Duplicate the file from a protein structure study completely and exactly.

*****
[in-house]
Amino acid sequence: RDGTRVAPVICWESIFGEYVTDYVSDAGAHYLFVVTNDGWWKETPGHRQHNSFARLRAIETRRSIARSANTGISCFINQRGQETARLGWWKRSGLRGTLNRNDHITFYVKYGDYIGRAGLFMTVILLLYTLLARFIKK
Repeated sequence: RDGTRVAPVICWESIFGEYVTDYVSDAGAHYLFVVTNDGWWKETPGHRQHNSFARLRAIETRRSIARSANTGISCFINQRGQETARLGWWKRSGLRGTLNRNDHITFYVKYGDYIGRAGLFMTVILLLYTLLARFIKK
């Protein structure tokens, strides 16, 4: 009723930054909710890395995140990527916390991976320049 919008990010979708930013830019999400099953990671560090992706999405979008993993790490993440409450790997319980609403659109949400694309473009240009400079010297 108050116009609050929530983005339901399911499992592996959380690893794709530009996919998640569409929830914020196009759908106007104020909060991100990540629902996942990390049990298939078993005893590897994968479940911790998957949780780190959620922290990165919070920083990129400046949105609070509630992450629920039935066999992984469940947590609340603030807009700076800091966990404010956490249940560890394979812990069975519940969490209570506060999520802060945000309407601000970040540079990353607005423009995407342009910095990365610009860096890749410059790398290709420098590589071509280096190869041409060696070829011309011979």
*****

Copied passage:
[in-house]
Amino acid sequence: RDGTRVAPVICWESIFGEYVTDYVSDAGAHYLFVVTNDGWWKETPGHRQHNSFARLRAIETRRSIARSANTGISCFINQRGQETARLGWWKRSGLRGTLNRNDHITFYVKYGDYIGRAGLFMTVILLLYTLLARFIKK
Repeated sequence: RDGTRVAPVICWESIFGEYVTDYVSDAGAHYLFVVTNDGWWKETPGHRQHNSFARLRAIETRRSIARSANTGISCFINQRGQETARLGWWKRSGLRGTLNRNDHITFYVKYGDYIGRAGLFMTVILLLYTLLARFIKK
């Protein structure tokens, strides 16, 4: 009723930054909710890395995140990527916390991976320049 919008990010979708930013830019999400099953990671560090992706999405979008993993790490993440409450790997319980609403659109949400694309473009240009400079010297 108050116009609050929530983005339901399911499992592996959380690893794709530009996919998640569409929830914020196009759908106007104020909060991100990540629902996942990390049990298939078993005893590897994968479940911790998957949780780190959620922290990165919070920083990129400046949105609070509630992450629920039935066999992984469940947590609340603030807009700076800091966990404010956490249940560890394979812990069975519940969490209570506060999520802060945000309407601000970040540079990353607005423009995407342009910095990365610009860096890749410059790398290709420098590589071509280096190869041409060696070829011309011979």